Author Question: Delayed Death by Crossbow

Ben Asks:

Here’s my scenario that I would appreciate some advice on:
I’ve got a 25 year old woman that is shot through the left calf and the upper torso (I was thinking, maybe having the upper body shot piercing her shoulder) by crossbow bolts made of wood in my fantasy novel. The weapons that shoot her are each one-hand-held, meaning that they can be aimed and fired with only one hand.
What I need to know is this:
1. Would this outright kill the character?
2. If yes, where on the average human female body can I have two crossbow bolts made of wood puncture that body in such a way as to negate instant death, but still leave months of recovery time for that character, if she gets the proper medical help fast enough?
For background information, the science level of the world I am writing is roughly the same level we have today in America and Europe, the same with this world’s medical tech and knowledge.
Jordyn Says:
Thanks for sending me your questions.
1. A wound to the calf is unlikely to outright kill someone immediately. Any bleeding that’s not controlled if brisk enough can lead to death. Infection is a risk with any wound– particularly those that are caused from things (like arrows) that penetrate the body deep into its tissues leaving bacteria and other microorganisms behind.

The shot to the torso has more likelihood to cause death if it hits the right structure. On the left side of your chest are your heart, great blood vessels, and lungs. If the shot was more to the shoulder then an outright kill would be less likely and the risks above would be more prominent (bleeding and infection).

2. A shot to the calf and the shoulder have the potential to set your character back several months. If you don’t want the character to die– I would avoid having a shot to the torso. A projectile to any extremity can cause the bone underneath to fracture. Fractures typically take 6-8 weeks to heal.

If you didn’t want to go with a fracture of the bone from the projectile– you could have onset of infection (depending on how sick you’d want her to be for those months). Systemic infection can easily cause death. Local infection to the wounds can be problematic as well. You could also go with tendon damage to the arm or leg which would inhibit movement of the extremity. Healing and rehab of tendon and/or ligament damage can take months as well. Whenever an extremity isn’t used because it’s immobilized you always get muscle atrophy (muscle wasting) which causes weakness of the arm/leg, etc. It takes time to rehab that as well.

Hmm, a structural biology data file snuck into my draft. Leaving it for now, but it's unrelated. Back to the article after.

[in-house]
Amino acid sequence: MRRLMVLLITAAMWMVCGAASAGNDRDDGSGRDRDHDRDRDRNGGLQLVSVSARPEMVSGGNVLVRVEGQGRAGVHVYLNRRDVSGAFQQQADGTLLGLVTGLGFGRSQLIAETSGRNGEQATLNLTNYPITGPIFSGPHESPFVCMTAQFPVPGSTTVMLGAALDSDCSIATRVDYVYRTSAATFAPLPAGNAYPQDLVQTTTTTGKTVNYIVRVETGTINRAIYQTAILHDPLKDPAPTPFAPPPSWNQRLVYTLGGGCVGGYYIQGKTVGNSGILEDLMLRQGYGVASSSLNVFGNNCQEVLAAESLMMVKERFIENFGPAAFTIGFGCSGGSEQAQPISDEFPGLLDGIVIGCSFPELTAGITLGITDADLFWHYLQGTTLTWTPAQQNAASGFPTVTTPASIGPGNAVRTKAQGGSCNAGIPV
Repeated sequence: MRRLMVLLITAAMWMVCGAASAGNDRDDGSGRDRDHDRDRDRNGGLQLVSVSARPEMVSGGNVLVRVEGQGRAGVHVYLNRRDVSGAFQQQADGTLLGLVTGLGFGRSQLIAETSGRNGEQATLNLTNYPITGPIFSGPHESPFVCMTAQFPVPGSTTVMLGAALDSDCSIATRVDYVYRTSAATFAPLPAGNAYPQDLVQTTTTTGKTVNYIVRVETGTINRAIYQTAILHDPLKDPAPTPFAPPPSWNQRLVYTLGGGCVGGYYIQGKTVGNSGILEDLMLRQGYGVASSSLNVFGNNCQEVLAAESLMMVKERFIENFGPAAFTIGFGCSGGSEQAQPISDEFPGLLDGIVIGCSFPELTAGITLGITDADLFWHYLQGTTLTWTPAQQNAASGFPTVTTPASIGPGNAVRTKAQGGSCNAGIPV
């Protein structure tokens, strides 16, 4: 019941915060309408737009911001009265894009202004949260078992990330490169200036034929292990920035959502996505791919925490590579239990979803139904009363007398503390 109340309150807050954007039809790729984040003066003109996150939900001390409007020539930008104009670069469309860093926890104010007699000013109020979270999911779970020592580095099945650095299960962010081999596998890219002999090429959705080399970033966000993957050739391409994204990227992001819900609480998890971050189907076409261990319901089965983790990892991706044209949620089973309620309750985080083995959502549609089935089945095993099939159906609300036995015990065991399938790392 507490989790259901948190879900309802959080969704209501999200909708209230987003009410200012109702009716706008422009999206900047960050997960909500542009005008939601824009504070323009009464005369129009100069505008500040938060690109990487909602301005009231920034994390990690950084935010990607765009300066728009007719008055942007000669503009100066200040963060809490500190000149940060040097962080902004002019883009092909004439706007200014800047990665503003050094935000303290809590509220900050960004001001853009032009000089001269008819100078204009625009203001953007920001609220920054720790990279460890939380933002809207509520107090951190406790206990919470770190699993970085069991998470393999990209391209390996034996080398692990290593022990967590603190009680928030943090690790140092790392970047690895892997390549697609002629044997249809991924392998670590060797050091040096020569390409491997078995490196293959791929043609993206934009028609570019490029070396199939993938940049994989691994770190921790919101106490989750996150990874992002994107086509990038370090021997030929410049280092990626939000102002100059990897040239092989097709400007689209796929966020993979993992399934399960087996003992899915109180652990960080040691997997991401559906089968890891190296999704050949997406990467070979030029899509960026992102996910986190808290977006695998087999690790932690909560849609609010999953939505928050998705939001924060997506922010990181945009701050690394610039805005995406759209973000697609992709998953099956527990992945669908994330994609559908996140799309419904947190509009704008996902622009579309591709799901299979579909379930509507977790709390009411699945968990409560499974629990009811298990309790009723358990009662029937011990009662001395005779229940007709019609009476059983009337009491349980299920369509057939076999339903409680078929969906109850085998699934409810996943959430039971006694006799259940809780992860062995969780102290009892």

Good luck with your novel!

Treatment of Infected Wounds

This post is in direct response to a question from Sue Harrison about taking care of infected wounds. What exactly is the treatment protocol.

Treatment of infected skin wounds is usually one of the easiest things we can do from a medical perspective. Unless it’s a superbug which is another concern entirely– but we’ll keep it simple for this post.

Here’s a short list of the treatment protocol.

1. Keep the wound from getting infected.  This boils down to a couple of things. In the ER– doing good wound irrigation for things like road rash and lacerations. Washing wounds physically removes the bacteria. If the bacteria aren’t present– they can’t fester to produce infection. Once the wound is cleansed– apply a topical antibiotic (like Neosporin or equivalent) to stem infection from developing.

2. Dressings should be changed once or twice daily. Unless it’s saturated– it can be left alone. The more things are mucked with– sometimes the more apt they are to become infected. You introduce more bacteria by touching.

Okay– say you’ve done all those really great things and it STILL gets infected.

One– is it really infected? Sometimes, people assume that mild redness is infection (this should only be 1-2mm around the wound edges) when it really is normal healing process. If the redness extends beyond 1-2mm– then there is more concern for infection.

Other signs: pain, swelling, pus draining, foul smell, red streaks running from the wound, swollen lymph nodes near the area, and fever.


First question: Should the wound/abscess be drained? Drainage is good because, just like irrigation above, it removes the bacteria. Some MRSA wounds are being managed just this way– with just drainage and no antibiotics– which is good to help prevent more resistant strains of bacteria from forming.

Second question: Place on oral antibiotics– but which one? This will be a good one to run by a doctor if it is important for the integrity of your ms. The most common one for surface skin infection is Keflex. But for abscesses– maybe something more along the lines of Clindamycin.

Sue– hoped this helped!!